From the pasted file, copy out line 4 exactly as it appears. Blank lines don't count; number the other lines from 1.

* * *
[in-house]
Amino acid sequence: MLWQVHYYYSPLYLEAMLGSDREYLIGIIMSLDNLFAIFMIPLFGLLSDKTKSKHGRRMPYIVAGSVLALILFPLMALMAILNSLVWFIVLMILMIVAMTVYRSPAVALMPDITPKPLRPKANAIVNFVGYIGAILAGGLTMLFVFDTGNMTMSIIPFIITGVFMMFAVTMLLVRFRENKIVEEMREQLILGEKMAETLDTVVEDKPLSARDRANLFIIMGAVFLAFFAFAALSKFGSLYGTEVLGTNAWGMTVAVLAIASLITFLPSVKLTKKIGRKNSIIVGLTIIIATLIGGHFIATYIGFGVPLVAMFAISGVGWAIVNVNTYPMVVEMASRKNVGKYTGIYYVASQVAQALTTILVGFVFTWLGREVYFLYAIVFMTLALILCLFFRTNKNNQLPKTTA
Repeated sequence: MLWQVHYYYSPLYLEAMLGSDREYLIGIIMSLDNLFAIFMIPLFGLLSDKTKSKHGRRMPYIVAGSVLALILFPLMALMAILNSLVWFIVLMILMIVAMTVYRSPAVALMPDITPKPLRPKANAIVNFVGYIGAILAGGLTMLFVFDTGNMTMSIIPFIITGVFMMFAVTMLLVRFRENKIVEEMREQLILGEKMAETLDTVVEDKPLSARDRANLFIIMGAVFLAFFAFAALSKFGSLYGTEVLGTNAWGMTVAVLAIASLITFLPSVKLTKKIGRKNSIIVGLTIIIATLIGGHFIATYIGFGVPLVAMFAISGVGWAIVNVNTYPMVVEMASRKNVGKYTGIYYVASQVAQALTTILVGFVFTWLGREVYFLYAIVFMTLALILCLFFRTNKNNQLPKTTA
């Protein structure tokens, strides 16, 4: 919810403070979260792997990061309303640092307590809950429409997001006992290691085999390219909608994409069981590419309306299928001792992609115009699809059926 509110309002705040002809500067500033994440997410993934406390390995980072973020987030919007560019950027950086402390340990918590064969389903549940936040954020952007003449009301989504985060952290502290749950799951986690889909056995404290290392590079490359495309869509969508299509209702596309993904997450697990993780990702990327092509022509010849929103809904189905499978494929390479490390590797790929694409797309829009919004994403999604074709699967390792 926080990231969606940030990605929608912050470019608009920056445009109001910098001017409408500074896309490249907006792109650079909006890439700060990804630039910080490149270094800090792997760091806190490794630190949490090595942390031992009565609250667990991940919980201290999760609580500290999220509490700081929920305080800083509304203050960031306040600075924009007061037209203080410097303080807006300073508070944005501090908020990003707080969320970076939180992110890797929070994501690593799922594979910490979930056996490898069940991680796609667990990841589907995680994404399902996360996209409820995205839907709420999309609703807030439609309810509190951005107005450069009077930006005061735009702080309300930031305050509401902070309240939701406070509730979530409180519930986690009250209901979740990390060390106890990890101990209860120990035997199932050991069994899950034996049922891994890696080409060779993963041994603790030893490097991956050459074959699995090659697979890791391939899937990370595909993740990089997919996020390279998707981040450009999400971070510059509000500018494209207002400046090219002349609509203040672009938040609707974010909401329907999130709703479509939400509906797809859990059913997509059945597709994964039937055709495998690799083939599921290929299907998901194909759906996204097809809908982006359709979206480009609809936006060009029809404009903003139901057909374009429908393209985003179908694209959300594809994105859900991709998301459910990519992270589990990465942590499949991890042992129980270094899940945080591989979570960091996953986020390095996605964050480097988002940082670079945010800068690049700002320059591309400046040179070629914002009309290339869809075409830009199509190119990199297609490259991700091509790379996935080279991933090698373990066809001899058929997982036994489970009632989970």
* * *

């Protein structure tokens, strides 16, 4: 919810403070979260792997990061309303640092307590809950429409997001006992290691085999390219909608994409069981590419309306299928001792992609115009699809059926 509110309002705040002809500067500033994440997410993934406390390995980072973020987030919007560019950027950086402390340990918590064969389903549940936040954020952007003449009301989504985060952290502290749950799951986690889909056995404290290392590079490359495309869509969508299509209702596309993904997450697990993780990702990327092509022509010849929103809904189905499978494929390479490390590797790929694409797309829009919004994403999604074709699967390792 926080990231969606940030990605929608912050470019608009920056445009109001910098001017409408500074896309490249907006792109650079909006890439700060990804630039910080490149270094800090792997760091806190490794630190949490090595942390031992009565609250667990991940919980201290999760609580500290999220509490700081929920305080800083509304203050960031306040600075924009007061037209203080410097303080807006300073508070944005501090908020990003707080969320970076939180992110890797929070994501690593799922594979910490979930056996490898069940991680796609667990990841589907995680994404399902996360996209409820995205839907709420999309609703807030439609309810509190951005107005450069009077930006005061735009702080309300930031305050509401902070309240939701406070509730979530409180519930986690009250209901979740990390060390106890990890101990209860120990035997199932050991069994899950034996049922891994890696080409060779993963041994603790030893490097991956050459074959699995090659697979890791391939899937990370595909993740990089997919996020390279998707981040450009999400971070510059509000500018494209207002400046090219002349609509203040672009938040609707974010909401329907999130709703479509939400509906797809859990059913997509059945597709994964039937055709495998690799083939599921290929299907998901194909759906996204097809809908982006359709979206480009609809936006060009029809404009903003139901057909374009429908393209985003179908694209959300594809994105859900991709998301459910990519992270589990990465942590499949991890042992129980270094899940945080591989979570960091996953986020390095996605964050480097988002940082670079945010800068690049700002320059591309400046040179070629914002009309290339869809075409830009199509190119990199297609490259991700091509790379996935080279991933090698373990066809001899058929997982036994489970009632989970």